Conclusion Top


This case teaches the significance of immunotherapy and its side effects in the treatment of active cancer. Our case demonstrates that patients can be at risk of acquiring seronegative RA as a deleterious side effect. We stress the need of further studies to better understand the association between the toxicity of immunotherapy and the mechanisms of autoimmune inflammatory arthropathy like RA. In conclusion, we hope that this case helps increase the awareness of immune-based reactions to cancer immunotherapy among physicians and patients. Such discussions can facilitate the prevention of debilitating side-effects and can also translate better patient care in the setting of cancer treatment.

Financial support and sponsorship

Nil.

Conflicts of interest

There are no conflicts of interest.



 
   References Top

1.
Hamanishi J, Mandai M, Matsumura N, Abiko K, Baba T, Konishi I, et al. PD-1/PD-L1 blockade in cancer treatment: Perspectives and issues. Int J Clin Oncol 2016;21:462-73.  Back to cited text no. 1
    
2.
Medina PJ, Adams VR. PD-1 pathway inhibitors: Immuno-oncology agents for restoring antitumor immune responses. Pharmacotherapy 2016;36:317-34.  Back to cited text no. 2
    
3.
Guibert N, Mazières J. Nivolumab for treating non-small cell lung cancer. Expert Opin Biol Ther 2015;15:1789-97.  Back to cited text no. 3
    
4.
Sunshine J, Taube JM. PD-1/PD-L1 inhibitors. Curr Opin Pharmacol 2015;23:32-8.  Back to cited text no. 4
    
5.
Alexander W. The checkpoint immunotherapy revolution: What started as a trickle has become a flood, despite some daunting adverse effects; new drugs, indications, and combinations continue to emerge. P T 2016;41:185-91.  Back to cited text no. 5
    
6.
Francisco LM, Sage PT, Sharpe AH. The PD-1 pathway in tolerance and autoimmunity. Immunol Rev 2010;236:219-42.  Back to cited text no. 6
    
7.
Buqué A, Bloy N, Aranda F, Castoldi F, Eggermont A, Cremer I, et al. Trial watch: Immunomodulatory monoclonal antibodies for oncological indications. Oncoimmunology 2015;4:e1008814.  Back to cited text no. 7
    
8.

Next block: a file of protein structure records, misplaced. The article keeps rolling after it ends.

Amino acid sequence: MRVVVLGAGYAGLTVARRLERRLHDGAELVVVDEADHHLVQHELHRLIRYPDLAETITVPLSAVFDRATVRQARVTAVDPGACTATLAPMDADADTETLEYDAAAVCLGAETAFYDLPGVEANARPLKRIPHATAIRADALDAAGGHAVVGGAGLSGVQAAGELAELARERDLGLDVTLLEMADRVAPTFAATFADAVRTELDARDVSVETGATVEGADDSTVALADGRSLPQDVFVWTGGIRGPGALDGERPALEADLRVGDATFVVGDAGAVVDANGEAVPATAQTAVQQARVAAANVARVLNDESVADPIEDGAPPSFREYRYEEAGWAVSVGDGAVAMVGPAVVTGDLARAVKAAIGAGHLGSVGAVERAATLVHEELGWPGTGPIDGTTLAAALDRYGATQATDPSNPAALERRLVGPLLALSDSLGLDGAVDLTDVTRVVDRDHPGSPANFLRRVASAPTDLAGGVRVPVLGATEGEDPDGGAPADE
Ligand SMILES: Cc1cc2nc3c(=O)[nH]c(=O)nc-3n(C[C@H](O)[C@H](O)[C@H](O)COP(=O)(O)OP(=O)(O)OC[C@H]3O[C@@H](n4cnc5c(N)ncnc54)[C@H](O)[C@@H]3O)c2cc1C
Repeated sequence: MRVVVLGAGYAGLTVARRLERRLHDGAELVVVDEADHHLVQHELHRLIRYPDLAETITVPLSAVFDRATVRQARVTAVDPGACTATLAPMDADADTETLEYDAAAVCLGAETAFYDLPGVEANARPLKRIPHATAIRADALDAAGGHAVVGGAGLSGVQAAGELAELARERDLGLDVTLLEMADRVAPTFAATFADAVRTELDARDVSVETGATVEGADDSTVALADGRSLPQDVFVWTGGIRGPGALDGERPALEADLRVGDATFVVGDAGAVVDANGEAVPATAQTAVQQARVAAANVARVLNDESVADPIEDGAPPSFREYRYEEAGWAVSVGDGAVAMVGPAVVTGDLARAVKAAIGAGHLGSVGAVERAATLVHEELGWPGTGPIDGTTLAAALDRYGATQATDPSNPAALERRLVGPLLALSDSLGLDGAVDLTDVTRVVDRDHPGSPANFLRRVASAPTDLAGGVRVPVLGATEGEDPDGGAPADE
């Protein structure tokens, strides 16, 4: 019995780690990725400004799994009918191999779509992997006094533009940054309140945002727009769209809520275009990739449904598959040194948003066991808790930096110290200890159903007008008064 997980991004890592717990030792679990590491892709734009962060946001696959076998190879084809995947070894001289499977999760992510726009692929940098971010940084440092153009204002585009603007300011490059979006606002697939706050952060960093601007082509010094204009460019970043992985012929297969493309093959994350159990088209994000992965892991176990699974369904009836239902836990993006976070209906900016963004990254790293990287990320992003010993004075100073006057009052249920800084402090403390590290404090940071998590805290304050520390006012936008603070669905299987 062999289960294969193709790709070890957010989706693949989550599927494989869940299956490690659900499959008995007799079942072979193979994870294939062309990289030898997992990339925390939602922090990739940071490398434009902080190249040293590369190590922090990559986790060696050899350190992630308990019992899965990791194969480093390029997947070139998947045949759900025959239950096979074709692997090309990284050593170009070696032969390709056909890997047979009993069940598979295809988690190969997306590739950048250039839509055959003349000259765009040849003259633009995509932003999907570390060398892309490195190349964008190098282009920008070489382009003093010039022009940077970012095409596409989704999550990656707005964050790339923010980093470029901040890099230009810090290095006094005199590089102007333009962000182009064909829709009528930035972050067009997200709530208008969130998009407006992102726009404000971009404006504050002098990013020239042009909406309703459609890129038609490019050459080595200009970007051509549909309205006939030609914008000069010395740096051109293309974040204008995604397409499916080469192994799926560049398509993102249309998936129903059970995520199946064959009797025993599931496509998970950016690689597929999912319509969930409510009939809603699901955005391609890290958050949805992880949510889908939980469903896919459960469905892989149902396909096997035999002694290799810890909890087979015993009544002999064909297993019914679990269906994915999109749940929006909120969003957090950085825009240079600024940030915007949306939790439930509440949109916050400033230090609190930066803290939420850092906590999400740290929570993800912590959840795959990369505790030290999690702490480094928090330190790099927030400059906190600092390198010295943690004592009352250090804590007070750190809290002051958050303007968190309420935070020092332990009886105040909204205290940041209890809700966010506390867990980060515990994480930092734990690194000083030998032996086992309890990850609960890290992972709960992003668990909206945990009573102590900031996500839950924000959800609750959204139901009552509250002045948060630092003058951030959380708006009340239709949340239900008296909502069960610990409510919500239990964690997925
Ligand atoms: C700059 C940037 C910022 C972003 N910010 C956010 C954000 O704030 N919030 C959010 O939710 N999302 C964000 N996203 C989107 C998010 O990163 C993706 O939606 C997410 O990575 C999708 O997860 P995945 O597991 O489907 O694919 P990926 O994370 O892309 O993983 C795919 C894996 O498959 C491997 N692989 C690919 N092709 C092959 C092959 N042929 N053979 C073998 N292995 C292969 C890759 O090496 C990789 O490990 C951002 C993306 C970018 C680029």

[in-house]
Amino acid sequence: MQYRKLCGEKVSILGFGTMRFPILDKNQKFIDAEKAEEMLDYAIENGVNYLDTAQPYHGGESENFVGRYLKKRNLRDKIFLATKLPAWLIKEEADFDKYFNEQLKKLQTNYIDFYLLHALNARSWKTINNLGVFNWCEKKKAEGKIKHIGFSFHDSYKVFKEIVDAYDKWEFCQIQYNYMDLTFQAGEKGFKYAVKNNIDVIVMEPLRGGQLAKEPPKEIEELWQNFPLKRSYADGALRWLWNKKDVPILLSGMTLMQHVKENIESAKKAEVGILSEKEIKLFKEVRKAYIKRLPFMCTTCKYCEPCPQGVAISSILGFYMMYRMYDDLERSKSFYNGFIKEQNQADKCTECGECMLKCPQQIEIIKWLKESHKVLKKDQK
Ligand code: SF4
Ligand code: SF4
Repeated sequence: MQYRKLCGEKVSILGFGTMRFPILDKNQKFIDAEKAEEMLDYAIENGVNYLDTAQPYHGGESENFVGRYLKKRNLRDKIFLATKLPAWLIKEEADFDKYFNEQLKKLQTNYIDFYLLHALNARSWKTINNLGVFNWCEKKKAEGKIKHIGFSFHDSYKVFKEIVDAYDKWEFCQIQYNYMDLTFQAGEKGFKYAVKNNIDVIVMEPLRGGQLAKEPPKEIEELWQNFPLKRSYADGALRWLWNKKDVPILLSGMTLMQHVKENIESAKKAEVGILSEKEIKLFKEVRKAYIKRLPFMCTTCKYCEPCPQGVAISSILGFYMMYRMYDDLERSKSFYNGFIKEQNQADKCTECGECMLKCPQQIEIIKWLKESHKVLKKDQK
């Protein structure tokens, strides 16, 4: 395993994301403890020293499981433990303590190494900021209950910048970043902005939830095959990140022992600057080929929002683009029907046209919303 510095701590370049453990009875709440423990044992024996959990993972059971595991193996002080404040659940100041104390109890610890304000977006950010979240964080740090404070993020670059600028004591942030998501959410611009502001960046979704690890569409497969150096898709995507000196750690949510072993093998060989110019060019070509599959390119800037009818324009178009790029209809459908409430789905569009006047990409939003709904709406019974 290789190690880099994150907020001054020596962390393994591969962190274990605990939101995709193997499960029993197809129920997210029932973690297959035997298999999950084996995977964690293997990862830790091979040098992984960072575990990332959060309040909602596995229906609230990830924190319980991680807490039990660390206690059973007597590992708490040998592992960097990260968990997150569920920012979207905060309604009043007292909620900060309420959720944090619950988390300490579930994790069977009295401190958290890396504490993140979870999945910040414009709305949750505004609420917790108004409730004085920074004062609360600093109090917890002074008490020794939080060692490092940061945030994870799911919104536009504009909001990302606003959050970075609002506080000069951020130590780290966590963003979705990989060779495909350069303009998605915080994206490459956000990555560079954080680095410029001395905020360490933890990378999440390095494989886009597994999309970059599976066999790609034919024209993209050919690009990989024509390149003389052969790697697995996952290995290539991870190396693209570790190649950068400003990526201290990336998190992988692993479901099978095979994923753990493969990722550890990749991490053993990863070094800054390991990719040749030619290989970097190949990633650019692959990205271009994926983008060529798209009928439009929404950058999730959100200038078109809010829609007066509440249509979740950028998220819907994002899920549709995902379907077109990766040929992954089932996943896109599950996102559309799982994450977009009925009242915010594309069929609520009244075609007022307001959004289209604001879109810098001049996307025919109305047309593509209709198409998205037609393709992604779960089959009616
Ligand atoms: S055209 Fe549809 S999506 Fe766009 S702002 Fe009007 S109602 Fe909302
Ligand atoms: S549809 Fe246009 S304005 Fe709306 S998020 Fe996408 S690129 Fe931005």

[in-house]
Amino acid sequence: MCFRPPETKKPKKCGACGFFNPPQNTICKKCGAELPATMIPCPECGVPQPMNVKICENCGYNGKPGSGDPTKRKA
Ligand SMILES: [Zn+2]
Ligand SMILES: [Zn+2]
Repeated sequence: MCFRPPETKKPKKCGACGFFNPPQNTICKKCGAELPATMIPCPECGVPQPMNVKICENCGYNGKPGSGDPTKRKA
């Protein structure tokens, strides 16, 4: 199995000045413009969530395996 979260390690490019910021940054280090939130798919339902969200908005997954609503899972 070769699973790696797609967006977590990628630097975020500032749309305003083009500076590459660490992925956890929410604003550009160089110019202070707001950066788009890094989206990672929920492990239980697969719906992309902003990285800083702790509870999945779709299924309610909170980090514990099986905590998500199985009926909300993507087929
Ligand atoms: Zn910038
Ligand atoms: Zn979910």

Eigentler TK, Hassel JC, Berking C, Aberle J, Bachmann O, Grünwald V, et al. Diagnosis, monitoring and management of immune-related adverse drug reactions of anti-PD-1 antibody therapy. Cancer Treat Rev 2016;45:7-18.  Back to cited text no. 8
    
9.
Kong BY, Micklethwaite KP, Swaminathan S, Kefford RF, Carlino MS. Autoimmune hemolytic anemia induced by anti-PD-1 therapy in metastatic melanoma. Melanoma Res 2016;26:202-4.  Back to cited text no. 9
    
10.
Syrigos K, Tsagouli S, Grapsa D. Nivolumab-induced recurrence of rheumatoid arthritis in a patient with advanced non-small cell lung cancer: A Case report. Ann Intern Med 2016;165:894-5.  Back to cited text no. 10
    
11.
Raptopoulou AP, Bertsias G, Makrygiannakis D, Verginis P, Kritikos I, Tzardi M, et al. The programmed death 1/programmed death ligand 1 inhibitory pathway is up-regulated in rheumatoid synovium and regulates peripheral T cell responses in human and murine arthritis. Arthritis Rheum 2010;62:1870-80.  Back to cited text no. 11
    
12.
Johnson DB, Balko JM, Compton ML, Chalkias S, Gorham J, Xu Y, et al. Fulminant myocarditis with combination immune checkpoint blockade. N Engl J Med 2016;375:1749-55.  Back to cited text no. 12
    
13.
Singh JA, Saag KG, Bridges SL Jr., Akl EA, Bannuru RR, Sullivan MC, et al. 2015 American college of rheumatology guideline for the treatment of rheumatoid arthritis. Arthritis Care Res (Hoboken) 2016;68:1-25.  Back to cited text no. 13